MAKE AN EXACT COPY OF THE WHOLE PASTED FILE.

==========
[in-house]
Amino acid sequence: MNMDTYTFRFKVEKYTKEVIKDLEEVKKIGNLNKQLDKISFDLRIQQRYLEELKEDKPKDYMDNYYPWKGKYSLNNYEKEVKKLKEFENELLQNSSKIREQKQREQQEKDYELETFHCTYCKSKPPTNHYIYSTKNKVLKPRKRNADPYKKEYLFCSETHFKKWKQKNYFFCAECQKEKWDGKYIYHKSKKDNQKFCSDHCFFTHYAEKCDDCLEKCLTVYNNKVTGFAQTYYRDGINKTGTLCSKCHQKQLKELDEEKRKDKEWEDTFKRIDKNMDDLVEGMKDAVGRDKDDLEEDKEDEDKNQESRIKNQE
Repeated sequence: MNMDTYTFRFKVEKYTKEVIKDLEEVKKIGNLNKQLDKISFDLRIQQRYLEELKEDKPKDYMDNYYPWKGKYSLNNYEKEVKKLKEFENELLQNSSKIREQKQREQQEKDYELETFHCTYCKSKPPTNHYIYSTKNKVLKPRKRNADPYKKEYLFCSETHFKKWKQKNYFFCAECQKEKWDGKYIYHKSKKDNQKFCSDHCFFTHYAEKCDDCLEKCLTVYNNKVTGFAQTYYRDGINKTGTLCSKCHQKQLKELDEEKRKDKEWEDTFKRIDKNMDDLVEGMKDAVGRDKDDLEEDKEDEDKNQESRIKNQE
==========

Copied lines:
[in-house]
Amino acid sequence: MNMDTYTFRFKVEKYTKEVIKDLEEVKKIGNLNKQLDKISFDLRIQQRYLEELKEDKPKDYMDNYYPWKGKYSLNNYEKEVKKLKEFENELLQNSSKIREQKQREQQEKDYELETFHCTYCKSKPPTNHYIYSTKNKVLKPRKRNADPYKKEYLFCSETHFKKWKQKNYFFCAECQKEKWDGKYIYHKSKKDNQKFCSDHCFFTHYAEKCDDCLEKCLTVYNNKVTGFAQTYYRDGINKTGTLCSKCHQKQLKELDEEKRKDKEWEDTFKRIDKNMDDLVEGMKDAVGRDKDDLEEDKEDEDKNQESRIKNQE
Repeated sequence: MNMDTYTFRFKVEKYTKEVIKDLEEVKKIGNLNKQLDKISFDLRIQQRYLEELKEDKPKDYMDNYYPWKGKYSLNNYEKEVKKLKEFENELLQNSSKIREQKQREQQEKDYELETFHCTYCKSKPPTNHYIYSTKNKVLKPRKRNADPYKKEYLFCSETHFKKWKQKNYFFCAECQKEKWDGKYIYHKSKKDNQKFCSDHCFFTHYAEKCDDCLEKCLTVYNNKVTGFAQTYYRDGINKTGTLCSKCHQKQLKELDEEKRKDKEWEDTFKRIDKNMDDLVEGMKDAVGRDKDDLEEDKEDEDKNQESRIKNQE